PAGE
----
Edward Blum, the man behind the lawsuit alleging that Harvard University discriminates against Asian-American applicants, has encouraged or personally filed some of the most influential affirmative-action cases in recent decades.
Blum has become the face of the effort to end racial considerations in education admissions. A self-described former college liberal, according to media reports, Blum says that over time he came to believe that race-based policies violate the very principles of equality they were created to uphold.
He is president of Students for Fair Admissions, the activist group suing Harvard in a case that is likely to go to trial this fall and may ultimately be decided by the US Supreme Court. Hundreds of pages of legal documents were unsealed Friday about the college’s admissions process.
Blum, 66, is linked to another landmark case, Fisher v. University of Texas, which he lost in 2016 when the US Supreme Court upheld the school’s method for considering race in admissions.
Despite his various legal projects, Blum is not a lawyer, but a financial analyst by trade. He lives in Maine and has been enlisting plaintiffs or suing with Students for Fair Admissions, an offshoot of the Project on Fair Representation, to end affirmative action and other practices he sees as racially biased.
The Project on Fair Representation, of which Blum is also director, is a legal activism group whose website calls for an end to race-based affirmative action in college admissions and K-12 school assignments.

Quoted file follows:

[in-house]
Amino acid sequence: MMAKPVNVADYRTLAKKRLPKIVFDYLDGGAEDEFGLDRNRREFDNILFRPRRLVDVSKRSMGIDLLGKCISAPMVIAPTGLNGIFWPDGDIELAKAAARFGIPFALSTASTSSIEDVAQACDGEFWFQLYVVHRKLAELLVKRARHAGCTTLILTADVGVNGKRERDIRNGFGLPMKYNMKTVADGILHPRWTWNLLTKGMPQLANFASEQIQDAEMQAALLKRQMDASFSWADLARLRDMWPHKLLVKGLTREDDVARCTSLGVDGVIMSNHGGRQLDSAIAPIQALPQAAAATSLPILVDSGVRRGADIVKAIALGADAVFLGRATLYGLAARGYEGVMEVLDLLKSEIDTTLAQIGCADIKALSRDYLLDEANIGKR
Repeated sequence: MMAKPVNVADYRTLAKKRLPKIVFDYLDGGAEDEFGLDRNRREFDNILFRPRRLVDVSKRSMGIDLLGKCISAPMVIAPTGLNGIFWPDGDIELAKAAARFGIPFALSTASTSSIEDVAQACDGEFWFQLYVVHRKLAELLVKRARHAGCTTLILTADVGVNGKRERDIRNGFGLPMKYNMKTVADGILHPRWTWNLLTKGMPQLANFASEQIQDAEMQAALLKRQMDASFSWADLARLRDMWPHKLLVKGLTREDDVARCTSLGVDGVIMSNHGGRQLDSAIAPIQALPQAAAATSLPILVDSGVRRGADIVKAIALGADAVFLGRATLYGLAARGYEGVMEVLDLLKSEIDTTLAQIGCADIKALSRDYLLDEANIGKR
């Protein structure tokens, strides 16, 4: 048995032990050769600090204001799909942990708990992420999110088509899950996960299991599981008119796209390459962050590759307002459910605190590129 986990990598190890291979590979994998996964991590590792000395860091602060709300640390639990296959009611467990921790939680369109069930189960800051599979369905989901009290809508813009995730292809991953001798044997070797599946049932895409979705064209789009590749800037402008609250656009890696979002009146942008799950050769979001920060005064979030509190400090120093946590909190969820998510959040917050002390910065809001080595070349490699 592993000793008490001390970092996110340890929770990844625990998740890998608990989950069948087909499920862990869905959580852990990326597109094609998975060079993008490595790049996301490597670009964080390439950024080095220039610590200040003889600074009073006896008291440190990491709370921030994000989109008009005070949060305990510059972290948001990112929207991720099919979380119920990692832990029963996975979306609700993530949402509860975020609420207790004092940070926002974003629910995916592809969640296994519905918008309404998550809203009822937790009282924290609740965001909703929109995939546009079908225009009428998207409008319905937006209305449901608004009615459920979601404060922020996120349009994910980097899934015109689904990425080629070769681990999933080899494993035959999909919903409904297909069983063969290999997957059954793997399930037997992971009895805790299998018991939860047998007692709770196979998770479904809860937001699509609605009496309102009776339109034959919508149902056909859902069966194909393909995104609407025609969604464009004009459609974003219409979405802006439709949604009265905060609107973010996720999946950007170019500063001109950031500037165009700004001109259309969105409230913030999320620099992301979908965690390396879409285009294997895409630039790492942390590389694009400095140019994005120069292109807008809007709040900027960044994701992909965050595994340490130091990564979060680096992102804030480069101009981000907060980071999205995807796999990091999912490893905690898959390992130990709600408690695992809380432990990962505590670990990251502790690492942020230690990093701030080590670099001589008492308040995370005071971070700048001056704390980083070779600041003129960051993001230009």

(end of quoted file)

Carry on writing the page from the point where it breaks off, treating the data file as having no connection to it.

“Most Americans don’t want race to be part of your application to college,” he said told The New York Times. “They don’t want the police to use race as a profiling tool to prevent crime. They don’t want prosecutors to use race in the makeup of a jury. Your race and your ethnicity should not be something used to help you or harm you in your life’s endeavors.”
Blum and his projects received almost $2.9 million from DonorsTrust — which gives money from conservative donors to a number of causes — and affiliated nonprofits between 2010 and 2015, according to the Times.
In addition to his crusade against affirmative action, Blum has also worked to overturn gerrymandered districts that favor racial minority candidates. This arose out of his own failed bid for Congress in Houston in 1992, when he eventually successfully sued Texas in Bush v. Vera for racially gerrymandering districts.
Blum eventually went on to challenge the 1965 Voting Rights Act in the 2013 Supreme Court case Shelby County v. Holder, which struck down a provision that required cities with a history of voter discrimination to get federal approval to change voting laws.Material from Reuters was included in this report. Jamie Halper can be reached at firstname.lastname@example.org. Follow her on Twitter @jamiedhalper.